Barrick Gold Corp. reported a fourth quarter loss of $2.85 billion, reflecting the impact of after-tax impairment charges, primarily related to the Lumwana mine ($930 million) and the Cerro Casale project ($778 million). For the full-year 2014, Barrick recorded a net loss of $2.91 billion, reflecting the impact of $3.4 billion in after-tax impairment charges.

Over the last year, Barrick said it cut the head office by close to half and eliminated all management layers between Toronto and the mines. Barrick also modified its executive compensation plan. Leaders will be graded on their collective performance, as measured against a transparent long-term scorecard disclosed to shareholders in advance.

To maintain its dividend, the company said it expects its portfolio to deliver a 10%-15% return on invested capital through the metal price cycle and, as such, individual projects will be assessed against a hurdle rate of 15%. The company intends to reduce its net debt by at least $3 billion by the end of 2015.

Barrick’s five cornerstone mines in the Americas are expected to account for 60% of its production in 2015 at average all-in sustaining costs of $725/oz-$775/oz. At 2 grams per metric ton (g/mt), these mines have an average reserve grade more than double that of its peer group average, according to the company.

Two-thirds of the company’s 2015 exploration budget of $220-$260 million is focused on high-quality, brownfield projects, with the remainder targeted at emerging discoveries that have the potential to become profitable mines. Approximately 85% of the total exploration budget is allocated to the Americas and about half of the budget will be directed to Nevada.

This year, Barrick is advancing growth opportunities at or near existing operations in Nevada, with four prefeasibility studies on track for completion in 2015.

The company also has a number of the world’s largest undeveloped gold deposits, including Pascua-Lama, Donlin Gold and Cerro Casale. These projects offer leverage to higher gold prices, with more than 37 million oz of gold in reserves and more than 48 million oz of gold in measured and indicated resources.

The Goldrush project, located 6 km from the Cortez mine, is one of the largest gold discoveries of the last decade. Measured and indicated resources stood at 10.6 million oz and inferred resources were 4.9 million oz at the end of 2014. The prefeasibility study remains on schedule for completion in mid-2015. Infill drilling in 2014 continued to demonstrate high grade continuity and led to resource upgrades, with nearly 70% of the overall resource now in the measured and indicated category. A permit application for twin exploration declines that will allow the company to better explore the northern limits of the known deposit was submitted in the second quarter of 2014.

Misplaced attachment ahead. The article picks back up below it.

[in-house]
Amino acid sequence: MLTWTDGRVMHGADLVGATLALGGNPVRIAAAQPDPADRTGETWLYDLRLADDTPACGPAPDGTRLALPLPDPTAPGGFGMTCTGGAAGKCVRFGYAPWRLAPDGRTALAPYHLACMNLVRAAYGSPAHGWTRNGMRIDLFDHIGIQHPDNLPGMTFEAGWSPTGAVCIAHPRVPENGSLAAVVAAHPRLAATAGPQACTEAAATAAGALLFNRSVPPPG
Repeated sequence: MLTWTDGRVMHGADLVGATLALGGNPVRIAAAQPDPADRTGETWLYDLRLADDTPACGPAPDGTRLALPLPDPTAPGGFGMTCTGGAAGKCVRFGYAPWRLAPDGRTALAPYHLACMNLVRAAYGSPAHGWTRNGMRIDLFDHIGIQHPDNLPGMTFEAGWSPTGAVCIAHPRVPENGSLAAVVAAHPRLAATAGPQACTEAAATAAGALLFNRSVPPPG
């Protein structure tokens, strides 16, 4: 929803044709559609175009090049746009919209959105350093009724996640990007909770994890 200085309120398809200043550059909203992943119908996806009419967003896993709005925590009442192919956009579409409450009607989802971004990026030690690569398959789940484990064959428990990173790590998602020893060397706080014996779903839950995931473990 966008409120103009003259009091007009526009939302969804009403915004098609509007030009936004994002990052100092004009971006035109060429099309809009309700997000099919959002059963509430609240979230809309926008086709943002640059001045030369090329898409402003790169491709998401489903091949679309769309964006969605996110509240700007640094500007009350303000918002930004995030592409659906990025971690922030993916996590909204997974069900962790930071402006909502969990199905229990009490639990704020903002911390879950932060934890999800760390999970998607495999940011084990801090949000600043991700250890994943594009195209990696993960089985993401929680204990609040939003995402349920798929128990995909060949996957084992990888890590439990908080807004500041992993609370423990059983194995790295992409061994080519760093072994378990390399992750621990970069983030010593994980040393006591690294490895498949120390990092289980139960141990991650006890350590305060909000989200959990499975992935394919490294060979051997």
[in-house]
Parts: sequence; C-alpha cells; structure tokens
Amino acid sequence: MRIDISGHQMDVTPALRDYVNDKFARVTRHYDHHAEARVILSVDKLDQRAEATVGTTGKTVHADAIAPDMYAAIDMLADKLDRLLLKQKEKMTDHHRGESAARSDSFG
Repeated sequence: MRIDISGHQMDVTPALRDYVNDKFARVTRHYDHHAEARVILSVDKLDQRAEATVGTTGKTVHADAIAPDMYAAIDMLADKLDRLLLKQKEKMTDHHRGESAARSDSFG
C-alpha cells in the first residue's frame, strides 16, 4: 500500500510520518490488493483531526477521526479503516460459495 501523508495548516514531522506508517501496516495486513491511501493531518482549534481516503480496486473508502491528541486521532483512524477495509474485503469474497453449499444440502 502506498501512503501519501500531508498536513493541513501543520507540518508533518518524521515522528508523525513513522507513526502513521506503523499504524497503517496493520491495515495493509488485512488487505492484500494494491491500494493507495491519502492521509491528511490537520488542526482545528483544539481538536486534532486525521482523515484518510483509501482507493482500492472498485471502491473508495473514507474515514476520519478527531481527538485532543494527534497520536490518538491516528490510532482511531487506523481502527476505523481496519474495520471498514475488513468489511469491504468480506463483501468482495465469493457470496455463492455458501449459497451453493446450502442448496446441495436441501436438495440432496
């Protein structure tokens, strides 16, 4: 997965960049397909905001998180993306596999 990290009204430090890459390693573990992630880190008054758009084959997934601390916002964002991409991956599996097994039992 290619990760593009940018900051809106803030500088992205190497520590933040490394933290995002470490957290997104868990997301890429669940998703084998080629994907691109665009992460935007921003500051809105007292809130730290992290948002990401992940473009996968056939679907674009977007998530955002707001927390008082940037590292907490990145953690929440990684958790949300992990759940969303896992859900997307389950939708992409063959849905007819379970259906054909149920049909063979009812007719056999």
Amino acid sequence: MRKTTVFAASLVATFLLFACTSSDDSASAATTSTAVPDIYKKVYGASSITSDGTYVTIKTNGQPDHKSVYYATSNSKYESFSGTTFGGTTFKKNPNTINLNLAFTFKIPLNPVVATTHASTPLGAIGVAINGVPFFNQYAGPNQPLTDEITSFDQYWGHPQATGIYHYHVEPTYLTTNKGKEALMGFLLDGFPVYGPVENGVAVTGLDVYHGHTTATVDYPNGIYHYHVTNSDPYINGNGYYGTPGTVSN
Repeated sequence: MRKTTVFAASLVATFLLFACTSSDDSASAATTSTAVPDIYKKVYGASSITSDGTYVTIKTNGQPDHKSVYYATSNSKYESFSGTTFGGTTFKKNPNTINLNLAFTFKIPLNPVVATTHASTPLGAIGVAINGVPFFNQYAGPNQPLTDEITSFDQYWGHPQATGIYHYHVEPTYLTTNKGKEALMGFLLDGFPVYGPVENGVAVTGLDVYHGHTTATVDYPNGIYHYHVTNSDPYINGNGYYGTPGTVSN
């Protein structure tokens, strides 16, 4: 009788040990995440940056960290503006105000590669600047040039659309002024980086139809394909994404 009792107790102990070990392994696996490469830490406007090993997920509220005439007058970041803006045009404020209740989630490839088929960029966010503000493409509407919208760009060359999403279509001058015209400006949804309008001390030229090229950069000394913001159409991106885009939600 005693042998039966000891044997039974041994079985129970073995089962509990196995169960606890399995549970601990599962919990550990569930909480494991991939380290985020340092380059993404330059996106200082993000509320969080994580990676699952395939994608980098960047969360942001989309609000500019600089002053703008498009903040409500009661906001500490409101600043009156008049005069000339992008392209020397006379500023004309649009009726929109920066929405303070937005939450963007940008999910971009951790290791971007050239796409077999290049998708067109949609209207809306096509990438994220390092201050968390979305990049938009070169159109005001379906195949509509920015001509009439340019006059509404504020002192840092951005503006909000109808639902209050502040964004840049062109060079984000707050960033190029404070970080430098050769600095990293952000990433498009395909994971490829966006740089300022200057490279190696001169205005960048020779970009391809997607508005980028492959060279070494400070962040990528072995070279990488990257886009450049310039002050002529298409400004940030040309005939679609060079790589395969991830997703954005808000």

The Turquoise Ridge mine contains 4.5 million oz in reserves (75% basis) at an average grade of 16.9 g/mt — the highest reserve grade in the company’s operating portfolio. The company is advancing a project to develop an additional shaft, which could bring forward more than 1 million oz of production, roughly doubling output to an average of 500,000 oz/y (100% basis) at all-in sustaining costs of about $625/oz-$675/oz. The prefeasibility study was completed in January and key permits are expected in the third quarter. Pending approval by the joint venture partners, construction could commence in the fourth quarter of 2015, with initial production beginning in 2019. Preliminary estimates indicate capital expenditures of approximately $300-$325 million (100% basis) for additional underground development and shaft construction, and an attractive payback period of roughly two and a half years using a gold price assumption of $1,300/oz.

A prefeasibility study for underground mining at Cortez below currently permitted levels will be completed in late 2015. Mineralization in this zone is primarily oxide and higher grade compared to the current underground mine, which is sulfide in nature. The limits of the Lower Zone have not yet been defined, and drilling has indicated the potential for new targets at depth. The exploration drift has been extended to the south, enabling additional step-out drilling, which is anticipated to begin in June. Drill results to date include 36.6 m at 31.5 g/mt and 27.4 m at 20.9 g/mt, both oxide in nature, which compare favorably with the average grade of 13.8 g/mt in refractory ore above the 3,800-ft level.

The Spring Valley project, 70% owned by Barrick and located approximately 75 miles west of Cortez, is a low capital cost, oxide heap leach project with potential to become another stand-alone mine in Nevada. Barrick reported an initial measured and indicated resource of 1.3 million oz (70% basis) averaging 0.66 g/mt and an inferred resource of 600,000 oz (70% basis) averaging 0.62 g/mt for Spring Valley at the end of 2014. It expects to complete a prefeasibility study in late 2015.

Pascua-Lama has 15.4 million oz of gold reserves and more than 674 million oz of silver. The mine is expected to have low operating costs and the potential to generate significant free cash flow over a 25-year plus mine life.

The question before Barrick now is whether Pascua-Lama’s economics going forward will justify resuming development. In any scenario, the company must permit and construct a new water management system in Chile. The company plans to submit an application for the new system by midyear, with permitting expected to take two years.

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